Keynote Address

Credit: Sameer A. Khan

"Environmental Martyrdom and the Defenders of the Forest"

Friday, April 13, 7 PM
Omni William Penn
Grand Ballroom (17th floor)

Reception to follow

Martyrdom is direct action in extremis. Martyrs put their bodies on the line, risking, for the sake of principle, not just a weekend in jail, but burial in the dead of night in a shallow grave. Some environmental martyrs remain anonymous, their vanishing unnoticed beyond their villages. But others gather posthumous fame and purpose, achieving in their earthly afterlife a rallying power and an enduring force. This talk will address the current surge in environmental martyrdom across the global South against the backdrop of the neoliberal resource wars and the compound threats of climate change.

NeMLA is proud to have as its keynote speaker Rob Nixon, the Currie C. and Thomas A. Barron Family Professor in the Humanities and the Environment at Princeton University. He is the author of four books, most recently Dreambirds: the Natural History of a Fantasy and Slow Violence and the Environmentalism of the Poor, which won numerous awards, including the 2012 Sprout prize from the International Studies Association for the best book in environmental studies.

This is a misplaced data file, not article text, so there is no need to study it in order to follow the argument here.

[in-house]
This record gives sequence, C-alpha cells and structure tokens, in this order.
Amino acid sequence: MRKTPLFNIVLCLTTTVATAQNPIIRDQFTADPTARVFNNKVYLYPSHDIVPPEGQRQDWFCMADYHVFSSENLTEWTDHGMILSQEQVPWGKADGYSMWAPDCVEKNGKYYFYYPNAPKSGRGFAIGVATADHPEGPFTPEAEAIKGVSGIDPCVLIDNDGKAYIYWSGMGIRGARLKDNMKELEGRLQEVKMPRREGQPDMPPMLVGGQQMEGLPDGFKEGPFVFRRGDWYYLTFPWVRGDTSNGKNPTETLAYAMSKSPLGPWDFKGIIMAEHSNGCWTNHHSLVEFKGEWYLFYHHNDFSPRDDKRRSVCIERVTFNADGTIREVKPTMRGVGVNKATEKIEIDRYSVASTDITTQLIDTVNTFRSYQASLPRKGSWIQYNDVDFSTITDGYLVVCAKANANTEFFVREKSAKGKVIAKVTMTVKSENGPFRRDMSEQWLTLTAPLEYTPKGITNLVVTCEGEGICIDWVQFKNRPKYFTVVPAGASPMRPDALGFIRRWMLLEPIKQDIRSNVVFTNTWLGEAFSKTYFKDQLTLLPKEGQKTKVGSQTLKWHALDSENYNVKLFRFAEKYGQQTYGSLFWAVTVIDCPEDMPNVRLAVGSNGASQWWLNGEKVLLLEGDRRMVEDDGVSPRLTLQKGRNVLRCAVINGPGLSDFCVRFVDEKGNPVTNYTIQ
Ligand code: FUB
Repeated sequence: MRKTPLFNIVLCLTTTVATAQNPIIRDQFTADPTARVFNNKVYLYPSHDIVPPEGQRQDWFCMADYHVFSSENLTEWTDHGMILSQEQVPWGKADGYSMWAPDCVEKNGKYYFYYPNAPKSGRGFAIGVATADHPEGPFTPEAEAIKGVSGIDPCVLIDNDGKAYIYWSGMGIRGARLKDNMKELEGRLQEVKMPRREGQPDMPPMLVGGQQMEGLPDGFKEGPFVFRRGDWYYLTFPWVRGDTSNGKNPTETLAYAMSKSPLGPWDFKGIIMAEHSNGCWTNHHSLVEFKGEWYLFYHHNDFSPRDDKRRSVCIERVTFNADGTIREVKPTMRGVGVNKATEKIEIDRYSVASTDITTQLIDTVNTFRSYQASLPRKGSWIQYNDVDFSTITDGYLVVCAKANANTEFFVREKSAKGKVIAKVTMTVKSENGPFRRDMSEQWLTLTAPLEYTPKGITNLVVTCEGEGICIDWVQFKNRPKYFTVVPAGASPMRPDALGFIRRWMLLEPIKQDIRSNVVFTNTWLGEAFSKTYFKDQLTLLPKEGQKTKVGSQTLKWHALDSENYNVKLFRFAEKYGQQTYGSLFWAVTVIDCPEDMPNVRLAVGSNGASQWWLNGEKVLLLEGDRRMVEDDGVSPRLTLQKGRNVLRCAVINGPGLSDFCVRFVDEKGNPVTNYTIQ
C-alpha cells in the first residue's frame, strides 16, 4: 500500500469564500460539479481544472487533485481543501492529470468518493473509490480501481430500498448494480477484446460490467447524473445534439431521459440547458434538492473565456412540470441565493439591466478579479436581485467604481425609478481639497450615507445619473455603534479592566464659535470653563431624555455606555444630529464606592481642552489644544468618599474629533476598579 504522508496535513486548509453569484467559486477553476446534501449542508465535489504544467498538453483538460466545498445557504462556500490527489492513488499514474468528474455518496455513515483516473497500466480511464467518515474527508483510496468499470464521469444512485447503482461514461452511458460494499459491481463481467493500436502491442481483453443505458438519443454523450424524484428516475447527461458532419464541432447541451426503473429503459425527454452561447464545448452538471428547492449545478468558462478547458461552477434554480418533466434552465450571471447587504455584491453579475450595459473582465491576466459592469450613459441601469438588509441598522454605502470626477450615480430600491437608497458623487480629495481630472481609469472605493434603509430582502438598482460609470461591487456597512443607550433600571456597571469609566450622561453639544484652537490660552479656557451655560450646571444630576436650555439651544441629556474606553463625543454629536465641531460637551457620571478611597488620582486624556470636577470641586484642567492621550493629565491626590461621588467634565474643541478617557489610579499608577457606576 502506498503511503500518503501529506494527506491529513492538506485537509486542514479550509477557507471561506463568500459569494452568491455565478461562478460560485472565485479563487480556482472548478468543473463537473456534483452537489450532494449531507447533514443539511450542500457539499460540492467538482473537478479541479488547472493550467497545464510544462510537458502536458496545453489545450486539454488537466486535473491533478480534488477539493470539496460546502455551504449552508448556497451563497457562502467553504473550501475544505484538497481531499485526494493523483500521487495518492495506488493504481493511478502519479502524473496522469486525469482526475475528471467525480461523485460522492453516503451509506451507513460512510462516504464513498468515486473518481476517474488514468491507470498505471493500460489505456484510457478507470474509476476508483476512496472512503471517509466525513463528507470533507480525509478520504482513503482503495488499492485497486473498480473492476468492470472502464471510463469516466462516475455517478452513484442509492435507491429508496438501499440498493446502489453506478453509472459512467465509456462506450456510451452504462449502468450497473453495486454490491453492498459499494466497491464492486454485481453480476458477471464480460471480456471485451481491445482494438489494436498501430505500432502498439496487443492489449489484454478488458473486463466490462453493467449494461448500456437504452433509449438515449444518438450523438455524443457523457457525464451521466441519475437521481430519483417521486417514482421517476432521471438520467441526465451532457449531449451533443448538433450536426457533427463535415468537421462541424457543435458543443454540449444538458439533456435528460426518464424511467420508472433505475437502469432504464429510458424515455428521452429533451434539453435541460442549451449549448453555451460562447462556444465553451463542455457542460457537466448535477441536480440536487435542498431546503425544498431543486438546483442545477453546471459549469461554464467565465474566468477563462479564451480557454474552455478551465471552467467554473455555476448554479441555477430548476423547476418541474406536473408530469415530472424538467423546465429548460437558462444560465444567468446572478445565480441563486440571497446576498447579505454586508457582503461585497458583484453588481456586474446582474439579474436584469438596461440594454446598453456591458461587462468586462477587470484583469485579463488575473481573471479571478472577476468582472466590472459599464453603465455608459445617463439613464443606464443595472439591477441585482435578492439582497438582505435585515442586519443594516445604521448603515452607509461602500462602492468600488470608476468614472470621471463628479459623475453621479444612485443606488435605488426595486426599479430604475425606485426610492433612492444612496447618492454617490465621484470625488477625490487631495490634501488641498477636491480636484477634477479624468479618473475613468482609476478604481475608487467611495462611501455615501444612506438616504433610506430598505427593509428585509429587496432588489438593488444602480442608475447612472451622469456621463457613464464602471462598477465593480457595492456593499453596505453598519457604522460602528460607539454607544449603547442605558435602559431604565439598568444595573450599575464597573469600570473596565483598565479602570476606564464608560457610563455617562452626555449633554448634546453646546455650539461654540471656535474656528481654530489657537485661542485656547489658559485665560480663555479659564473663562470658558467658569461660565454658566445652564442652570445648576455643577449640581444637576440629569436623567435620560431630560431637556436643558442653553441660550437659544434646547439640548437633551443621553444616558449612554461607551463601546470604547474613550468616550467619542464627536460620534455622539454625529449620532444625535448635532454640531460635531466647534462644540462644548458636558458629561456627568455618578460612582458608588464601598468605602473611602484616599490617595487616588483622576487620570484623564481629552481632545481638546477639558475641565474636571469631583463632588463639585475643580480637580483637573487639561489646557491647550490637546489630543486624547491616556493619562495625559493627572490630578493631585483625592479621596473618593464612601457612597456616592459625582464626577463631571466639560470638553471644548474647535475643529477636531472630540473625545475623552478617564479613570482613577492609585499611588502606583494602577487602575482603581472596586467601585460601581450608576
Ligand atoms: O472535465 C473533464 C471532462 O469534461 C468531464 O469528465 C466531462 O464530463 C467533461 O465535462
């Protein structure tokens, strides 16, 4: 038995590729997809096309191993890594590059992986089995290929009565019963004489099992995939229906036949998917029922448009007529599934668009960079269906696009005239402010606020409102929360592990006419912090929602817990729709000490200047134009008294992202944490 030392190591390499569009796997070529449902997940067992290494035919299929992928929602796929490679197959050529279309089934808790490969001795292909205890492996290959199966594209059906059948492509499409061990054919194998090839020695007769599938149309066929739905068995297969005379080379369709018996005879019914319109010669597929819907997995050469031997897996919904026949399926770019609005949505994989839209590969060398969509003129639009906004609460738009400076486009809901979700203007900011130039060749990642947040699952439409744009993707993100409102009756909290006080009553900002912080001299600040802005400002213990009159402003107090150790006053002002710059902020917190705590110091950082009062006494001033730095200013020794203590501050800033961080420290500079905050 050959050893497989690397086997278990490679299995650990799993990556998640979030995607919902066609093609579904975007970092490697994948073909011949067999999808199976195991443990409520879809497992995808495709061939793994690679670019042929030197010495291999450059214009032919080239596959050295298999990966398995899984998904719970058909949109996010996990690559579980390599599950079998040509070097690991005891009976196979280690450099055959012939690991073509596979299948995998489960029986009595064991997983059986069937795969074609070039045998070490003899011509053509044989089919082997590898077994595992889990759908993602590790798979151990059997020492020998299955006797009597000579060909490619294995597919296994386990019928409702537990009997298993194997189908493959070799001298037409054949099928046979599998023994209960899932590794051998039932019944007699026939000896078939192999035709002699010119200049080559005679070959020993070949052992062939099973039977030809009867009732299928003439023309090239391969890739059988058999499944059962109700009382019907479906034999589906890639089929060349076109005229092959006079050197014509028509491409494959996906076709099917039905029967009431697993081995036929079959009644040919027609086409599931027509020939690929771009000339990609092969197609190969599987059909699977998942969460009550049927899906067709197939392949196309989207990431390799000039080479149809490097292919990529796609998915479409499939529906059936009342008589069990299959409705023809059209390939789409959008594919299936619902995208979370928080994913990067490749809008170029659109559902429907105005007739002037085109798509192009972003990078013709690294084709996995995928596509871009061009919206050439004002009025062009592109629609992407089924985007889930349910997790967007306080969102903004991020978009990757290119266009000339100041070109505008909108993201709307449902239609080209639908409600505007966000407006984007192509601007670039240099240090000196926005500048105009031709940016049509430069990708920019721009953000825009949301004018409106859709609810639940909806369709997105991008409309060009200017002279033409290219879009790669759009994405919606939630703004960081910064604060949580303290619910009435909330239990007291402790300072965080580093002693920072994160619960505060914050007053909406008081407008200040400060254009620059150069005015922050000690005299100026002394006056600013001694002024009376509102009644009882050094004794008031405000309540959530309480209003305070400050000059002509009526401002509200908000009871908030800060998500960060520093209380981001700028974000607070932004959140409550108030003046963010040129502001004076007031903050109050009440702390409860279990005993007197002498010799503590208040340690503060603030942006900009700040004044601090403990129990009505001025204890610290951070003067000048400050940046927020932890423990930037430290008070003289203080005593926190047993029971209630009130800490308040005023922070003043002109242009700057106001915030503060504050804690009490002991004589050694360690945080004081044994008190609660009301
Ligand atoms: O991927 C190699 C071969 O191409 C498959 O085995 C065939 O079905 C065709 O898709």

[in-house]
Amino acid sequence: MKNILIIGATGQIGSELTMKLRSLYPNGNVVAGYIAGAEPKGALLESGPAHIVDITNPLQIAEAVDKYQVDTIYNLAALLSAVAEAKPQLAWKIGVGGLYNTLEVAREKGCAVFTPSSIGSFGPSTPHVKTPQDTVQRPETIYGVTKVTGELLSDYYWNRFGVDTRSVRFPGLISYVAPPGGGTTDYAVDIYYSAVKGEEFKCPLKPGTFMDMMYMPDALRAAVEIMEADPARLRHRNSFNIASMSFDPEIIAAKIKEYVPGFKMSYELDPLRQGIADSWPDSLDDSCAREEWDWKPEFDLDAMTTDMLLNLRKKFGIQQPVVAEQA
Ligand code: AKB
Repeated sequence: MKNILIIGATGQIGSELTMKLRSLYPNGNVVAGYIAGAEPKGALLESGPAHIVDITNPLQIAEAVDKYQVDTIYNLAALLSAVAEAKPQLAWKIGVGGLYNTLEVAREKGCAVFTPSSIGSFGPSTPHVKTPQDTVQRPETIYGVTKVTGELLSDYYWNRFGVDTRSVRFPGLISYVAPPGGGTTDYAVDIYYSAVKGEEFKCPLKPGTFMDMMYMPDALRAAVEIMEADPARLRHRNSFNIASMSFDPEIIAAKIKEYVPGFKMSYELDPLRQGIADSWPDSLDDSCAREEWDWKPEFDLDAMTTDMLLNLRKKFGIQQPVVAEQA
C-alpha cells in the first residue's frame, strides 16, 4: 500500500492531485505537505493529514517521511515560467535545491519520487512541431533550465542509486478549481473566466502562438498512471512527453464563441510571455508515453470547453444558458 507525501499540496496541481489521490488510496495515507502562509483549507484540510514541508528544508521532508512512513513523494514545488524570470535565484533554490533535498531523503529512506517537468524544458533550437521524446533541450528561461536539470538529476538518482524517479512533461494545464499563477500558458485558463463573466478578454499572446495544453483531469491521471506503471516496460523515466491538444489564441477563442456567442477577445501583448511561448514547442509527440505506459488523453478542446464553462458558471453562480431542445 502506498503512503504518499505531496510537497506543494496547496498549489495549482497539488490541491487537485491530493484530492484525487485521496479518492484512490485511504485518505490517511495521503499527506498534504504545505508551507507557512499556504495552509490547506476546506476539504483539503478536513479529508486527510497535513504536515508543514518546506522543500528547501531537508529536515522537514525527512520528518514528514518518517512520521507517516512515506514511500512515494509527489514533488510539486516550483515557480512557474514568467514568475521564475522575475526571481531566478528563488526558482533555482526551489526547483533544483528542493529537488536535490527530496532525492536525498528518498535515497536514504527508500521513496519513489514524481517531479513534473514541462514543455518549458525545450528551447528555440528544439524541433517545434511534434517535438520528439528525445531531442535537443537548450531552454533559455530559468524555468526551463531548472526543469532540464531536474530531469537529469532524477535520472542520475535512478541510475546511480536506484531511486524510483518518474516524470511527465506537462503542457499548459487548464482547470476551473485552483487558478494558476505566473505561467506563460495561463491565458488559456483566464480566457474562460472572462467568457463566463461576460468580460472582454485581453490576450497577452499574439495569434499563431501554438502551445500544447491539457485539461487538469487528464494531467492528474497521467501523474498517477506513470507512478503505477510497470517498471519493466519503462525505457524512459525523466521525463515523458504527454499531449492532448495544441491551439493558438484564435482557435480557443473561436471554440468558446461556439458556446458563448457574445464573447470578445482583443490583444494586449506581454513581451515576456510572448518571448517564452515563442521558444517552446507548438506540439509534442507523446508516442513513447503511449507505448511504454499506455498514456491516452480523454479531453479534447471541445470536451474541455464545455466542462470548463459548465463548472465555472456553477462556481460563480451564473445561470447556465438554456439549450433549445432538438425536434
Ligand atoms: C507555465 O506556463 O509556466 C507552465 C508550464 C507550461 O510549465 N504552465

Nixon writes frequently for the New York Times. His writing has also appeared in The New Yorker, Atlantic Monthly, The Guardian, The Nation, London Review of Books, The Village Voice, Slate, Truthout, Huffington Post, Times Literary Supplement, Chronicle of Higher Education, Critical Inquiry, Public Culture and elsewhere.

Nixon’s work is particularly focused on the relationship between accelerating rates of environmental change and rising rates of economic disparity. How do rich and poor communities experience the impacts of climate change differently? In what ways do rich and poor communities suffer unequal exposure to the risks of a rapidly changing planet? And in what ways do rich and poor enjoy unequal access to diminishing resources in a time of heightened climatic stress? Such questions, he believes, demand imaginative, ethical, technological and political responses.